15 Great Games: Blood Omen – Legacy of Kain (1996)

Blood Omen: Legacy of Kain

Ah, Nosgoth. Land of vampires, time travel, paradoxes and Simon Templeman. Most people know the series because of Soul Reaver, where goth reject Raziel seeks vengeance on Kain, the guy who totally threw off his groove. Not many people outside of the fandom know about Blood Omen, the game where you get to play as the guy who totally threw off Raziel’s groove.

This first title in the Legacy of Kain series shows where Kain got his knack for random soliloquies. He also uses complicated words sometimes, just like “soliloquies”. This trait was not continued by Raziel, who mostly spoke to other people, but Soul Reaver 2 eventually made it into a trend. However, Kain’s voice is just cooler than Raziel’s. Don’t bother telling me I’m wrong. That automatically makes Blood Omen superior, but there’s more.

When you die, you might be tempted to go in the village of your murder and kill everyone. Note: in this case, village meant exactly one house and one tavern. No big loss to the local tourism economy then.
When you die, you might be tempted to go in the village of your murder and kill everyone. Note: in this case, village meant exactly one house and one tavern. No big loss to the local tourism economy then.

Because you see, Blood Omen is a lot like The Legend of Zelda: overhead view, hack and slash, sword fighting, one weapon and one item slot, health and magic bars can be increased, and you enter dungeons to find new powers, which will help you solve puzzles in future dungeons. It just trades the big interconnected world with a relatively more linear, far longer, continuous map. And also the gratuitous violence. Link may slash at an enemy and make them disappear in a cloud of smoke, but the enemies in Kain don’t disappear, so you get to see the effects of their evisceration. There’s an item that strips the flesh from their body, leaving a skeleton behind. Another item makes them implode on themselves and eventually blow up on a shower of blood. And it’s worth mentioning that all of those guys bleed out more heavily than Zoro after his average fight.

But where Zelda puts more emphasis on the puzzles and less on combat, Blood Omen is the opposite. You’ll be mostly slashing things, and occasionally solving easy puzzles. None of this detracts from the experience, and if anything, the game is stronger for it. After all, you get so many ways to dispatch your enemies, it’s only fun to take up the invitation and do so. Can Link summon thunderbolts from the sky to blow his enemies to bloody pieces? I didn’t think so. There are even brothels and you can slay everyone inside. This game is like GTA in the middle ages.

As a vampire, you need blood to keep going. Fortunately there are these prisoners chained up everywhere. We never discover who put them there, but who am I to say no to free meals?
As a vampire, you need blood to keep going. Fortunately there are these prisoners chained up everywhere. We never discover who put them there, but who am I to say no to free meals?

I have gushed about the violence long enough, so let’s talk some other points: this game is quite massive. Although more linear than any Zelda, and with less sidequests, the main quest also feels a lot longer. Another thing worth pointing out is the nice 2D graphics, at least on PC. And while the soundtrack is mostly made up of repeating short samples, it’s actually quite good overall. The story is also better than any Zelda, though let’s face it, that’s not exactly a difficult line to cross. In short, Blood Omen: Legacy of Kain is surely the best Zelda clone you’ll find on a non-Nintendo platform, but perhaps it even manages to beat Zelda at its own game. Kain would be proud.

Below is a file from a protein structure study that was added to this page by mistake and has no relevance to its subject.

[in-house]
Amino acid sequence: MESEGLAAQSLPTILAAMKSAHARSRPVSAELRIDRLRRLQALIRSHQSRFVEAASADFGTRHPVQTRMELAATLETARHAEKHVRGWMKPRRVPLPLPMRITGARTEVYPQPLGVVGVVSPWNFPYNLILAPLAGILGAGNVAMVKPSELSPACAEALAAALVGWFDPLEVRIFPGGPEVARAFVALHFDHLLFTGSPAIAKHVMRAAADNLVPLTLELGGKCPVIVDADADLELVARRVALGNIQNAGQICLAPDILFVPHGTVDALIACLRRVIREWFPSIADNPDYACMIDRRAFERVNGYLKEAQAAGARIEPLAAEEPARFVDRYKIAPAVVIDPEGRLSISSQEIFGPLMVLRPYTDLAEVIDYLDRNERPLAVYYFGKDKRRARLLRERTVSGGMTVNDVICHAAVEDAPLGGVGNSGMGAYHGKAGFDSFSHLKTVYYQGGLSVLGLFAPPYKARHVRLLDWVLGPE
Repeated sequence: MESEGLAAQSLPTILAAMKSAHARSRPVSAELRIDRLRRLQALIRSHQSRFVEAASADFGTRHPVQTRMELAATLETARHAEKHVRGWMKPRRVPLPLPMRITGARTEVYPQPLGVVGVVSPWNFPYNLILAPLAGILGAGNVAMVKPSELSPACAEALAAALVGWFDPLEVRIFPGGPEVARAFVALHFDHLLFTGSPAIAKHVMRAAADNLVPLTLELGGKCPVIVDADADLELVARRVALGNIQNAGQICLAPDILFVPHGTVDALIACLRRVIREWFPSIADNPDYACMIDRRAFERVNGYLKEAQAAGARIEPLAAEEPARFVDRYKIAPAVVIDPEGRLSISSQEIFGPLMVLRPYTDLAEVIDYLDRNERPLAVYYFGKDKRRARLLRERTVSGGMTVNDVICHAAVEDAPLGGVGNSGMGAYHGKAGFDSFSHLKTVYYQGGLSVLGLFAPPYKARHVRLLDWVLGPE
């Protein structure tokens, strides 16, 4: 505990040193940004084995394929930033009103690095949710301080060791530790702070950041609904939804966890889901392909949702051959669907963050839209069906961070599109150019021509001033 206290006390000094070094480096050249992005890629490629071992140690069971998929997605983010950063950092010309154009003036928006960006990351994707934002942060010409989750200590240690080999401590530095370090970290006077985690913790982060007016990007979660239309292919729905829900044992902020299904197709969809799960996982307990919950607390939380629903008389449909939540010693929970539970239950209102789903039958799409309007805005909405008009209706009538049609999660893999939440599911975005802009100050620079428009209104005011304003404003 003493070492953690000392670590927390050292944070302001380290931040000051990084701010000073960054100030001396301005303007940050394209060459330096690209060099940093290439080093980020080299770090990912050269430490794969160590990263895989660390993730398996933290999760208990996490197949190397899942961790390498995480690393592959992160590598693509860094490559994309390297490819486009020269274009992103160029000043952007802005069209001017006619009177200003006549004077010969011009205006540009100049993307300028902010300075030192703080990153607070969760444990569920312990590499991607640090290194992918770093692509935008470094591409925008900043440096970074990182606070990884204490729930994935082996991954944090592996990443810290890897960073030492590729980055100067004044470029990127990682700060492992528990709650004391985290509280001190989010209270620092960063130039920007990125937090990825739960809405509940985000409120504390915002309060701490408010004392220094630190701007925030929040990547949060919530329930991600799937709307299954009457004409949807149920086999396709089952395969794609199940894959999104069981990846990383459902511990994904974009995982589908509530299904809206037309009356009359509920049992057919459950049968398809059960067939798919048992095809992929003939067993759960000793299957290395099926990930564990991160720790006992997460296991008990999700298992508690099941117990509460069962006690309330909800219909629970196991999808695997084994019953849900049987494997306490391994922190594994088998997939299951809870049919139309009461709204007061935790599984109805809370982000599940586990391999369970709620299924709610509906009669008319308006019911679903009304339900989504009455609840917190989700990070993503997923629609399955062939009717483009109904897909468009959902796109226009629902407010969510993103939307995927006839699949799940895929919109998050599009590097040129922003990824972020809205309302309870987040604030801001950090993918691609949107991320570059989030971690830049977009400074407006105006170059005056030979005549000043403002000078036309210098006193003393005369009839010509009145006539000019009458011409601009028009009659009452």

Playing today: did you enjoy all those easily available games I’ve talked about before? I hope so, because things get a little harder here. Blood Omen was only released on two platforms: the PS1 and the PC (a Saturn version was canceled before release). The easiest and most painful option is choosing the PS1 version: I say easiest because it’s readily available on the Playstation Store, both european and american, and playable on PS3/Vita/PSP. An old copy of the game is also a very easy and cheap find, if you want to use your old PS1 or PS2.

But you’ll notice I also said “most painful”. Why? Because of the load times. They’ll make your eyes bleed. In fact, you’ll have enough for your eyes to bleed out all of the blood in your brain, in the time it takes for the game to load the menus and the locations. It’s impossibly grating. And due to how the PS3 works, there’s no gain in load times. Just a little bit on PSP/Vita. Of course there are also other smaller issues, such as 320×240 graphics and a strange non-fixed camera that might give you motion sickness.

Ideally, you should go for the PC version: high resolution graphics at 640×480, more zoomed out for better comfort, fixed camera on Kain, and non-existant load times. Alas, it isn’t to be. Due to legal shenanigans (the PC version was published by Activision), it still isn’t available on any digital download service. We have got to the paradox of having every game in the series available on GOG/Steam, except for the very first one. What a world. An old CD-Rom copy is not really all that expensive, although still not as cheap as other games of the era, but good luck making it run well on newer operating systems. There’s an unofficial patch out there, but you might still have speed issues.

Probably your best bet is buying the PS1 Classic version on the PSN and playing it on a PSP or Vita, which will reduce the load times a bit. Not great, but a bit more playable. Too bad this trick doesn’t work on the PS3, which will emulate everything faithfully, even the load times. How nice.

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